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When should you worry about your baby's breathing?

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Signs of potentially worrisome breathing problems in your baby include a persistently increased rate of breathing (greater than 60 breaths per minute or so) and increased work to breathe. Signs of extra work include:

  • Grunting. The baby makes a little grunting noise at the end of respiration. This serves to try to open blocked airways.
  • Flaring. The baby's nostrils flare during breathing, showing increased effort.
  • Retractions. The muscles in the baby's chest (under the ribs) and neck are visibly seen going in and out much more deeply than usual.
  • Cyanosis. This means the blood has remained blue and has not gotten sufficient oxygen from the lungs (such as with pneumonia). For true cyanosis, the blood all over the body should look blue. Check areas that get a lot of blood flow, such as the lips and the tongue. Sometimes, the hands and feet of newborns turn bluish, but the rest of the body is fine. This is not cyanosis but a common response to changes in temperature.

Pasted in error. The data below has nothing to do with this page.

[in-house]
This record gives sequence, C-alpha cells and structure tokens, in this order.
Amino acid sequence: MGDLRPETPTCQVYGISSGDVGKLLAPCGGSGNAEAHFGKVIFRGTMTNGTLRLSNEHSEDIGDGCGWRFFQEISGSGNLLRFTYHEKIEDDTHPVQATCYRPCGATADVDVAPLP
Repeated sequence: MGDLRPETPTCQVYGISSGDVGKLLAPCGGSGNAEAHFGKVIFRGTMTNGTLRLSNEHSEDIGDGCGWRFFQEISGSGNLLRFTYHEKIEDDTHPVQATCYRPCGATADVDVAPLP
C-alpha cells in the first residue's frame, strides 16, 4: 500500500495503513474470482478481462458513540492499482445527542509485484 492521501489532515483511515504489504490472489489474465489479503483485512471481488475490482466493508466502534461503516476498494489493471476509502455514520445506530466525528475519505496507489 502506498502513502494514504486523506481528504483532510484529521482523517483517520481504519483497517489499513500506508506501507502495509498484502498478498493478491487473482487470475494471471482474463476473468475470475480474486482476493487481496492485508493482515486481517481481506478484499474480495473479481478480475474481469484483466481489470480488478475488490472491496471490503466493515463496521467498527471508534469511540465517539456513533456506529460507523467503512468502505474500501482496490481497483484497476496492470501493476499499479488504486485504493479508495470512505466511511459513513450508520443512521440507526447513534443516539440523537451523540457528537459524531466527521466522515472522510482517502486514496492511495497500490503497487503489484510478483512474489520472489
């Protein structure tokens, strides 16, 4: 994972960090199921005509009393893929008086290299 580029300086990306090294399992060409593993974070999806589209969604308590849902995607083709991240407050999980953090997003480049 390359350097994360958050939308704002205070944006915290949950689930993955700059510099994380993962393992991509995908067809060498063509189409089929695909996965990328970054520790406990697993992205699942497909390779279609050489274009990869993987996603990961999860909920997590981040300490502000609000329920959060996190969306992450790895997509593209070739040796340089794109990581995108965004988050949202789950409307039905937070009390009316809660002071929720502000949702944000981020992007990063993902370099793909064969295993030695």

• Poor feeding. "Respiratory distress" is often accompanied by a noticeable decrease in feeding intake.
  • Lethargy. Your baby's energy level may be markedly decreased if he or she has a significant lung problem.
  • Fever. Most infections of the lung will cause a fever, as well. Always check your baby's temperature when you are concerned.

SOURCE:  "Diagnostic approach to respiratory disease." Haddad G. and Hauck F., Nelson Textbook of Pediatrics, 17th edition, Behrman R, Kliegman R and Jenson H (eds.), Saunders: 2004.

Reviewed by Renee A. Alli on June 25, 2019

SOURCE:  "Diagnostic approach to respiratory disease." Haddad G. and Hauck F., Nelson Textbook of Pediatrics, 17th edition, Behrman R, Kliegman R and Jenson H (eds.), Saunders: 2004.

Reviewed by Renee A. Alli on June 25, 2019

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